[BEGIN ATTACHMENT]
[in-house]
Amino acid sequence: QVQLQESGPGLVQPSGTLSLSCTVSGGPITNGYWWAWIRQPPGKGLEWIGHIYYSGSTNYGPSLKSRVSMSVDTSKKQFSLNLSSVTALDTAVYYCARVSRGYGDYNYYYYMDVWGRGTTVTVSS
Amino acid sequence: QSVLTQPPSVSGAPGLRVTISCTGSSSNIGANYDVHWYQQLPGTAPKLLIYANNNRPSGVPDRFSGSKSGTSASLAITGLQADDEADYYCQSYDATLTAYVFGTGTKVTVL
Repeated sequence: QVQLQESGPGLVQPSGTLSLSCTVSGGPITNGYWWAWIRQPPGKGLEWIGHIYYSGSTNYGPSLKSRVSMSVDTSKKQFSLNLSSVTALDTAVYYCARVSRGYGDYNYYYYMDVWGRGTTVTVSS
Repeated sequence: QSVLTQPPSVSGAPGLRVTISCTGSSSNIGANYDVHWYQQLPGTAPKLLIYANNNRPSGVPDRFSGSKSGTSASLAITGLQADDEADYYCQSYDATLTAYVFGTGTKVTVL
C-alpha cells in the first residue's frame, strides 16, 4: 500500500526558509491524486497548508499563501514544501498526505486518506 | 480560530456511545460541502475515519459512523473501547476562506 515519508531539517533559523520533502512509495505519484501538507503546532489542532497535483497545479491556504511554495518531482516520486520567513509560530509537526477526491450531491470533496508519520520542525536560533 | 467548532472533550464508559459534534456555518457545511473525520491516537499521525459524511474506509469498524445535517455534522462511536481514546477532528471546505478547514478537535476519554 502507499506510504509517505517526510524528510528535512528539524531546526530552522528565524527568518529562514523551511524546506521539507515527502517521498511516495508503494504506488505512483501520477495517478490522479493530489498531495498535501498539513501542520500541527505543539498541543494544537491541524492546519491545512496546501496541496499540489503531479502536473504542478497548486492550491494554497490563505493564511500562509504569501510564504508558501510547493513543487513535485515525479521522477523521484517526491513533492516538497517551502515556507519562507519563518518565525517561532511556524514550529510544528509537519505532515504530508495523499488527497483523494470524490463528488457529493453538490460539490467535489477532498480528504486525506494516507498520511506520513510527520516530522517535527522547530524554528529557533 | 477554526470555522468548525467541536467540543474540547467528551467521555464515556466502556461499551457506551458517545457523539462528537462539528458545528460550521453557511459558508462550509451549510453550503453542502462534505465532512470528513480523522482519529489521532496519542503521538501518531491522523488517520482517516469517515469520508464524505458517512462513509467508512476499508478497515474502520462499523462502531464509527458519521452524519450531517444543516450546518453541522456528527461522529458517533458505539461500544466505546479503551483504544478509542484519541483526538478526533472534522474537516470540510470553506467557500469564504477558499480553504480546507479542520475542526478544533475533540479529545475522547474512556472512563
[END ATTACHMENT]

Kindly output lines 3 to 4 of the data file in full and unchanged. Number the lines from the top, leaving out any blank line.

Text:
Amino acid sequence: QSVLTQPPSVSGAPGLRVTISCTGSSSNIGANYDVHWYQQLPGTAPKLLIYANNNRPSGVPDRFSGSKSGTSASLAITGLQADDEADYYCQSYDATLTAYVFGTGTKVTVL
Repeated sequence: QVQLQESGPGLVQPSGTLSLSCTVSGGPITNGYWWAWIRQPPGKGLEWIGHIYYSGSTNYGPSLKSRVSMSVDTSKKQFSLNLSSVTALDTAVYYCARVSRGYGDYNYYYYMDVWGRGTTVTVSS